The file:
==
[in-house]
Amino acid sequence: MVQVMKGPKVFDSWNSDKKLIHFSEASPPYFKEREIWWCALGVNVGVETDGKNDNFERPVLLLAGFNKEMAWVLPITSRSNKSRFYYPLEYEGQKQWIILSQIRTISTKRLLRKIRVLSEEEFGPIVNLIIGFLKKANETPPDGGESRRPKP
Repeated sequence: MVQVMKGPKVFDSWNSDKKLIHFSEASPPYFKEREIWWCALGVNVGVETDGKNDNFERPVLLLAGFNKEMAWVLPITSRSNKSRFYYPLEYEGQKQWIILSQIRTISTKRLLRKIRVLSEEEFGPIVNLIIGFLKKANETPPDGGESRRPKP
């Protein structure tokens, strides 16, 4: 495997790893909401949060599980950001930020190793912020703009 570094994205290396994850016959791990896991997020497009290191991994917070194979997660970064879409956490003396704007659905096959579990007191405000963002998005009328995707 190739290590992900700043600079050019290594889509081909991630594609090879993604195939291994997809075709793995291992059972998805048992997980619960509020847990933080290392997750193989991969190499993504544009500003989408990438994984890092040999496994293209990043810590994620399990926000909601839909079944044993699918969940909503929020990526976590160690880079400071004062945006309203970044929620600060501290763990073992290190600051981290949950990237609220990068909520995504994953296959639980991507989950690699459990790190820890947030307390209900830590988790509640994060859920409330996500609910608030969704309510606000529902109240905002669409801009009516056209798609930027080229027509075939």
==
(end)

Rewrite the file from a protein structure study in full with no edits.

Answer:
[in-house]
Amino acid sequence: MVQVMKGPKVFDSWNSDKKLIHFSEASPPYFKEREIWWCALGVNVGVETDGKNDNFERPVLLLAGFNKEMAWVLPITSRSNKSRFYYPLEYEGQKQWIILSQIRTISTKRLLRKIRVLSEEEFGPIVNLIIGFLKKANETPPDGGESRRPKP
Repeated sequence: MVQVMKGPKVFDSWNSDKKLIHFSEASPPYFKEREIWWCALGVNVGVETDGKNDNFERPVLLLAGFNKEMAWVLPITSRSNKSRFYYPLEYEGQKQWIILSQIRTISTKRLLRKIRVLSEEEFGPIVNLIIGFLKKANETPPDGGESRRPKP
């Protein structure tokens, strides 16, 4: 495997790893909401949060599980950001930020190793912020703009 570094994205290396994850016959791990896991997020497009290191991994917070194979997660970064879409956490003396704007659905096959579990007191405000963002998005009328995707 190739290590992900700043600079050019290594889509081909991630594609090879993604195939291994997809075709793995291992059972998805048992997980619960509020847990933080290392997750193989991969190499993504544009500003989408990438994984890092040999496994293209990043810590994620399990926000909601839909079944044993699918969940909503929020990526976590160690880079400071004062945006309203970044929620600060501290763990073992290190600051981290949950990237609220990068909520995504994953296959639980991507989950690699459990790190820890947030307390209900830590988790509640994060859920409330996500609910608030969704309510606000529902109240905002669409801009009516056209798609930027080229027509075939």